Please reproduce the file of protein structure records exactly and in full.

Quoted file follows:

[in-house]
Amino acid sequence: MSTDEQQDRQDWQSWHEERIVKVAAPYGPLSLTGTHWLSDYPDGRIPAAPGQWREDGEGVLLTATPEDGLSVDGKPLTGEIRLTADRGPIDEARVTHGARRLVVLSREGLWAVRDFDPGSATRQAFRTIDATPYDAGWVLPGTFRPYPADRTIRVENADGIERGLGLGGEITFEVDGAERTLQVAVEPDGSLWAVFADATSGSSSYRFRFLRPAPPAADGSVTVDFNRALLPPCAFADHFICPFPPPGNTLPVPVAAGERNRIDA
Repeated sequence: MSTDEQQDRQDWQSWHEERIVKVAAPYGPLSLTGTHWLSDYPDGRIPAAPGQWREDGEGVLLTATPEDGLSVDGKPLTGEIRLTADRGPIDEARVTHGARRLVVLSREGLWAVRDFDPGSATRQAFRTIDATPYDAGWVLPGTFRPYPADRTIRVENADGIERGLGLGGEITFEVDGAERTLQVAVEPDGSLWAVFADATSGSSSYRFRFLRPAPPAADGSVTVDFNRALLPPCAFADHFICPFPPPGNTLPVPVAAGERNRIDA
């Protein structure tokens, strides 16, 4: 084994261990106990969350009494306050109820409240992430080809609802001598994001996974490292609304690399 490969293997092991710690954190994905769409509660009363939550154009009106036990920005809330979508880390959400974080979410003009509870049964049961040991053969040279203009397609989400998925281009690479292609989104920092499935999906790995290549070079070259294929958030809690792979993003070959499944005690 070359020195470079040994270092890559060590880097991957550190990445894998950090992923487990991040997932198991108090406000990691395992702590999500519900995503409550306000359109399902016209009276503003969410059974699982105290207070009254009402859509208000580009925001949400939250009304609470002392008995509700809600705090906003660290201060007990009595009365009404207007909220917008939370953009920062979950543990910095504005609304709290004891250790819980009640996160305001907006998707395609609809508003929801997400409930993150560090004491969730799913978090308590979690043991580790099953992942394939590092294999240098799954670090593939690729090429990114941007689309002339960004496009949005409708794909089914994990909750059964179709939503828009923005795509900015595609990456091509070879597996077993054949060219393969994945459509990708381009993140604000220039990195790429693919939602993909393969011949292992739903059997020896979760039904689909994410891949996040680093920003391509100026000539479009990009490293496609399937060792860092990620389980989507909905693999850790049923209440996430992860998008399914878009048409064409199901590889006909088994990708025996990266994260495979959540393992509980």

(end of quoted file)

[in-house]
Amino acid sequence: MSTDEQQDRQDWQSWHEERIVKVAAPYGPLSLTGTHWLSDYPDGRIPAAPGQWREDGEGVLLTATPEDGLSVDGKPLTGEIRLTADRGPIDEARVTHGARRLVVLSREGLWAVRDFDPGSATRQAFRTIDATPYDAGWVLPGTFRPYPADRTIRVENADGIERGLGLGGEITFEVDGAERTLQVAVEPDGSLWAVFADATSGSSSYRFRFLRPAPPAADGSVTVDFNRALLPPCAFADHFICPFPPPGNTLPVPVAAGERNRIDA
Repeated sequence: MSTDEQQDRQDWQSWHEERIVKVAAPYGPLSLTGTHWLSDYPDGRIPAAPGQWREDGEGVLLTATPEDGLSVDGKPLTGEIRLTADRGPIDEARVTHGARRLVVLSREGLWAVRDFDPGSATRQAFRTIDATPYDAGWVLPGTFRPYPADRTIRVENADGIERGLGLGGEITFEVDGAERTLQVAVEPDGSLWAVFADATSGSSSYRFRFLRPAPPAADGSVTVDFNRALLPPCAFADHFICPFPPPGNTLPVPVAAGERNRIDA
């Protein structure tokens, strides 16, 4: 084994261990106990969350009494306050109820409240992430080809609802001598994001996974490292609304690399 490969293997092991710690954190994905769409509660009363939550154009009106036990920005809330979508880390959400974080979410003009509870049964049961040991053969040279203009397609989400998925281009690479292609989104920092499935999906790995290549070079070259294929958030809690792979993003070959499944005690 070359020195470079040994270092890559060590880097991957550190990445894998950090992923487990991040997932198991108090406000990691395992702590999500519900995503409550306000359109399902016209009276503003969410059974699982105290207070009254009402859509208000580009925001949400939250009304609470002392008995509700809600705090906003660290201060007990009595009365009404207007909220917008939370953009920062979950543990910095504005609304709290004891250790819980009640996160305001907006998707395609609809508003929801997400409930993150560090004491969730799913978090308590979690043991580790099953992942394939590092294999240098799954670090593939690729090429990114941007689309002339960004496009949005409708794909089914994990909750059964179709939503828009923005795509900015595609990456091509070879597996077993054949060219393969994945459509990708381009993140604000220039990195790429693919939602993909393969011949292992739903059997020896979760039904689909994410891949996040680093920003391509100026000539479009990009490293496609399937060792860092990620389980989507909905693999850790049923209440996430992860998008399914878009048409064409199901590889006909088994990708025996990266994260495979959540393992509980």